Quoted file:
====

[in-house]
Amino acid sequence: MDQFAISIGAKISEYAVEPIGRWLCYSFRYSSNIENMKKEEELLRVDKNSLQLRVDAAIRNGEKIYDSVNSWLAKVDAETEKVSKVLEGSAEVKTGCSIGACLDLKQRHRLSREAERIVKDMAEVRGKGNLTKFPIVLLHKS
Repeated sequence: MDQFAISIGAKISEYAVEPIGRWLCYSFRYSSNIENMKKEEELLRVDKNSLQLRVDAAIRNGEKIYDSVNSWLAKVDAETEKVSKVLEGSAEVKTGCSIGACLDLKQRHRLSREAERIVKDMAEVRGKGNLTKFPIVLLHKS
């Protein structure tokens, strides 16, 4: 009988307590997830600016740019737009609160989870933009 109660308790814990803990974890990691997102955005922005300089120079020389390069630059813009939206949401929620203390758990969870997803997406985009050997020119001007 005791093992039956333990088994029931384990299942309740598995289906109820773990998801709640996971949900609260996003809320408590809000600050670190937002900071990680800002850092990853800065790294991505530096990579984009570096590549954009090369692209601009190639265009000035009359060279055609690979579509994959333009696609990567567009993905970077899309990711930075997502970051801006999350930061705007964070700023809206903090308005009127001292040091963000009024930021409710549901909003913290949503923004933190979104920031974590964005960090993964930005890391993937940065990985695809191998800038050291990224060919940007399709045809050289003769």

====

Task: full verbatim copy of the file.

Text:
[in-house]
Amino acid sequence: MDQFAISIGAKISEYAVEPIGRWLCYSFRYSSNIENMKKEEELLRVDKNSLQLRVDAAIRNGEKIYDSVNSWLAKVDAETEKVSKVLEGSAEVKTGCSIGACLDLKQRHRLSREAERIVKDMAEVRGKGNLTKFPIVLLHKS
Repeated sequence: MDQFAISIGAKISEYAVEPIGRWLCYSFRYSSNIENMKKEEELLRVDKNSLQLRVDAAIRNGEKIYDSVNSWLAKVDAETEKVSKVLEGSAEVKTGCSIGACLDLKQRHRLSREAERIVKDMAEVRGKGNLTKFPIVLLHKS
């Protein structure tokens, strides 16, 4: 009988307590997830600016740019737009609160989870933009 109660308790814990803990974890990691997102955005922005300089120079020389390069630059813009939206949401929620203390758990969870997803997406985009050997020119001007 005791093992039956333990088994029931384990299942309740598995289906109820773990998801709640996971949900609260996003809320408590809000600050670190937002900071990680800002850092990853800065790294991505530096990579984009570096590549954009090369692209601009190639265009000035009359060279055609690979579509994959333009696609990567567009993905970077899309990711930075997502970051801006999350930061705007964070700023809206903090308005009127001292040091963000009024930021409710549901909003913290949503923004933190979104920031974590964005960090993964930005890391993937940065990985695809191998800038050291990224060919940007399709045809050289003769």